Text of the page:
The Diamond was one of two convict ships bringing female prisoners to New South Wales in 1838, the other one being the John Renwick. A total of 333 female prisoners arrived in the colony in 1838.

The Diamond was advertising to depart the colony in April 1838 and was described as having extraordinary room between decks and admirably suited for live stock. She left port bound for Java in ballast in May 1838.

A List of Families of convicts already in the colony who made the voyage on the Diamond can be found in Musters and other papers relating to convict ships (1)....................

Patrick Quigley's wife Mary and four children Marianne, Bridget, Catherine and Patrick;
Eleanor and James, the two children of Charles Delaney;
Johanna Walsh with son Timothy and daughter Catherine;
Mary Dunn with Bridget, Michael, Judith, John and Mary;
Elizabeth McClean or Waloon with daughters Ann and Catherine;
Catherine Barry with daughter Margaret;
Mary Sullivan;
Catherine Galvin with daughters Margaret and Bridget;
Honora Casey with daughters Margaret, Mary and Catherine;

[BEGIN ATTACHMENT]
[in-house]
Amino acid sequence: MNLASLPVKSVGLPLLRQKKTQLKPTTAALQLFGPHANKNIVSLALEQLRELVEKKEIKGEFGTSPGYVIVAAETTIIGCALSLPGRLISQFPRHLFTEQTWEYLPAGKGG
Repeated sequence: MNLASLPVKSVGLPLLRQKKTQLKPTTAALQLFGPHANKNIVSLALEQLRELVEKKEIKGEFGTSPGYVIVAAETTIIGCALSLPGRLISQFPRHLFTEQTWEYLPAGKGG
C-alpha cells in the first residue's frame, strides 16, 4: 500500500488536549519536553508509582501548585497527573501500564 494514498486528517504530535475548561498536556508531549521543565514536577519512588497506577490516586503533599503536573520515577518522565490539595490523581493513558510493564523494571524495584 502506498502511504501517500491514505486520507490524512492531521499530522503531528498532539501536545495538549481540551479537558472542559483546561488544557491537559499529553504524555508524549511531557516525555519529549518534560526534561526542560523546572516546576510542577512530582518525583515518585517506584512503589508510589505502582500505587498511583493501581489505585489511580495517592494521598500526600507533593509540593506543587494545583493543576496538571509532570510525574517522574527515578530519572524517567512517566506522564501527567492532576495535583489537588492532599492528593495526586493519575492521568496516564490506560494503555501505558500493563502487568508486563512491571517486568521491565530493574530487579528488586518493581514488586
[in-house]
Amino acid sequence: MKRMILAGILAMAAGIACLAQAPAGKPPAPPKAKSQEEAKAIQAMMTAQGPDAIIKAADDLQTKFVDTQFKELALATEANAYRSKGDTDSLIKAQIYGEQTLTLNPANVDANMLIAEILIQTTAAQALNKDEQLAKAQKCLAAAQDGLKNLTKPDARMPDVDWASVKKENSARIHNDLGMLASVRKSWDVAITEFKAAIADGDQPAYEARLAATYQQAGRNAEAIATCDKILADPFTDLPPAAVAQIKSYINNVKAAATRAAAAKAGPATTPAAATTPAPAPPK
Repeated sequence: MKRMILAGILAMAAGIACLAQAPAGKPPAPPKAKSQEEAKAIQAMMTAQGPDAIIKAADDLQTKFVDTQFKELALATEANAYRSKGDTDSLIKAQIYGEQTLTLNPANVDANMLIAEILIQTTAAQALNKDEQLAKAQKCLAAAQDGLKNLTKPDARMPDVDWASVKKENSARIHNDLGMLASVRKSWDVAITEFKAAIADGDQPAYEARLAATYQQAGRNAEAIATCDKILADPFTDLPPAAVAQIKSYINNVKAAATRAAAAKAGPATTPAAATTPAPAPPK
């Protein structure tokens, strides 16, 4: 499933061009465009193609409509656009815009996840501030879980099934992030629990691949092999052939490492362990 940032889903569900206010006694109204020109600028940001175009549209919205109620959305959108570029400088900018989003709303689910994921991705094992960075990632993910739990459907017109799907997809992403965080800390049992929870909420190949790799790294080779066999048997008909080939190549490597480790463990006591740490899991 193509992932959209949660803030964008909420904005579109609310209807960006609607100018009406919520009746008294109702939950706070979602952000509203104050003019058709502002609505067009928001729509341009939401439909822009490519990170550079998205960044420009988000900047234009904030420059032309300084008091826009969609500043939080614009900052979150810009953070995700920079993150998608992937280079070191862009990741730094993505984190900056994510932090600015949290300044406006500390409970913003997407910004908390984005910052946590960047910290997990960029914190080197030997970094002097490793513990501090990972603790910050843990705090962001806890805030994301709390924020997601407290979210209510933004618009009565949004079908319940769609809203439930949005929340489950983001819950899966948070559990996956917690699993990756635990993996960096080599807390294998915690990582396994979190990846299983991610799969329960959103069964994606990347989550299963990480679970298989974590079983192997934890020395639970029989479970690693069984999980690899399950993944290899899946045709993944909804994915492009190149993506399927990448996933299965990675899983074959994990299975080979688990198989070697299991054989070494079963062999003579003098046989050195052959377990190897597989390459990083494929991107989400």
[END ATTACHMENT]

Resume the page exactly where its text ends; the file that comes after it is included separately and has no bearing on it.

Mary Carver and daughter Catherine;
Mary Brady with daughter Mary;
Ann Smith wife of Patrick Smith with children John, Fanny, Daniel and Patrick;
Mary Ann Cullen with son Thomas;
Mary Hallenan with Thadeus and Johanna;
Margaret Lawson with son William and daughter Eliza;
Honoria Carey with son John Ann Gibney and son John;
Eliza Trevers and son Matthias


Notes and Links:

1). Dublin Female Penitentiary...  An Historical Guide to Ancient and Modern Dublin: Illustrated by Engravings ... By George Newenham Wright 1821  

2). Kingston Harbour Dublin (Dun Laoghaire Harbour ) Engraved by T A Prior after a picture by Edward Duncan - Prints of Ireland

3). Fort Macquarie, Bennelong Point from the North Shore by Conrad Martens c. 1836 - Art Gallery NSW

4). Hunter Valley convicts / passengers arriving on the Diamond in 1838

5). William McDowell was also employed as surgeon on the convict ships Harmony in 1827 and the Blenheim in 1839 


References:

(1). Original data: New South Wales Government. Musters and other papers relating to convict ships. Series CGS 1155, Reels 2417-2428. State Records Authority of New South Wales (Ancestry)

(2). Power House Museum